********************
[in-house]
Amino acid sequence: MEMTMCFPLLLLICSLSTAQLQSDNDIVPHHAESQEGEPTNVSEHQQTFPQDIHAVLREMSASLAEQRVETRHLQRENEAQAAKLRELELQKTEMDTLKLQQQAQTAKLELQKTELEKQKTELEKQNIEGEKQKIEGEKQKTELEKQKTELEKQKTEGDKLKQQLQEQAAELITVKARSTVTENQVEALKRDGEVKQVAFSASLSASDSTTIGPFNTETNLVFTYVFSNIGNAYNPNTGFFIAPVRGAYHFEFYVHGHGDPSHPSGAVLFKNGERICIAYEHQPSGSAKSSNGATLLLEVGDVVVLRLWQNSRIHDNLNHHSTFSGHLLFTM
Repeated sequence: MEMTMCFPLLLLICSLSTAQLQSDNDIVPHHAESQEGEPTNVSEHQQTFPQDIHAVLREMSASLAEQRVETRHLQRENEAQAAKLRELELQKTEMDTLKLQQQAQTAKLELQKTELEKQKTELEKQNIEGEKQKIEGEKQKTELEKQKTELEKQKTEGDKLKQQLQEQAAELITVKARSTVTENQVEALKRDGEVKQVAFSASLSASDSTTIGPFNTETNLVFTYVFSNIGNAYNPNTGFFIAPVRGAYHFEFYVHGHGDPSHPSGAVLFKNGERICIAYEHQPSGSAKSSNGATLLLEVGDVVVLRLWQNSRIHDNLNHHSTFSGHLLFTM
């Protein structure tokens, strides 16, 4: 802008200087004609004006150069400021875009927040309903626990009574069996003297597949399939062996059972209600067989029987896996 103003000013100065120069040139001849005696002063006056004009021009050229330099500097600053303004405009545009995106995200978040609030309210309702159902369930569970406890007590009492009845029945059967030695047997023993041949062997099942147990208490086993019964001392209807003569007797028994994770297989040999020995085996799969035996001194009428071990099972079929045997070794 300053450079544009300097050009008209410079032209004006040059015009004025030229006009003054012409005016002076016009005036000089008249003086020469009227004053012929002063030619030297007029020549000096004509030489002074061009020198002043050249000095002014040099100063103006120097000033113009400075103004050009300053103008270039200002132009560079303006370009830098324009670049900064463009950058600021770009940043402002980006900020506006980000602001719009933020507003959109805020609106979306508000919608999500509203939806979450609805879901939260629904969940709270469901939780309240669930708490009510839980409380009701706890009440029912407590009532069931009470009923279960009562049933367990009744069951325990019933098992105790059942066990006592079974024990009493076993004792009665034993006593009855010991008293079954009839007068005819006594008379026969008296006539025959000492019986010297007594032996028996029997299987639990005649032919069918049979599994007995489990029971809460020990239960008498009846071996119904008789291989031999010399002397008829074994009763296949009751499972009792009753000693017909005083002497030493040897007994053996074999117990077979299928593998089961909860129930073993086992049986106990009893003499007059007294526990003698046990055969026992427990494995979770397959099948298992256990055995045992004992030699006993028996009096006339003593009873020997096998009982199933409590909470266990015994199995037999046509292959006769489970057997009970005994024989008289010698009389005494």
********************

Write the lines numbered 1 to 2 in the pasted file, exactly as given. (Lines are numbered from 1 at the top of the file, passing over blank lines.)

[in-house]
Amino acid sequence: MEMTMCFPLLLLICSLSTAQLQSDNDIVPHHAESQEGEPTNVSEHQQTFPQDIHAVLREMSASLAEQRVETRHLQRENEAQAAKLRELELQKTEMDTLKLQQQAQTAKLELQKTELEKQKTELEKQNIEGEKQKIEGEKQKTELEKQKTELEKQKTEGDKLKQQLQEQAAELITVKARSTVTENQVEALKRDGEVKQVAFSASLSASDSTTIGPFNTETNLVFTYVFSNIGNAYNPNTGFFIAPVRGAYHFEFYVHGHGDPSHPSGAVLFKNGERICIAYEHQPSGSAKSSNGATLLLEVGDVVVLRLWQNSRIHDNLNHHSTFSGHLLFTM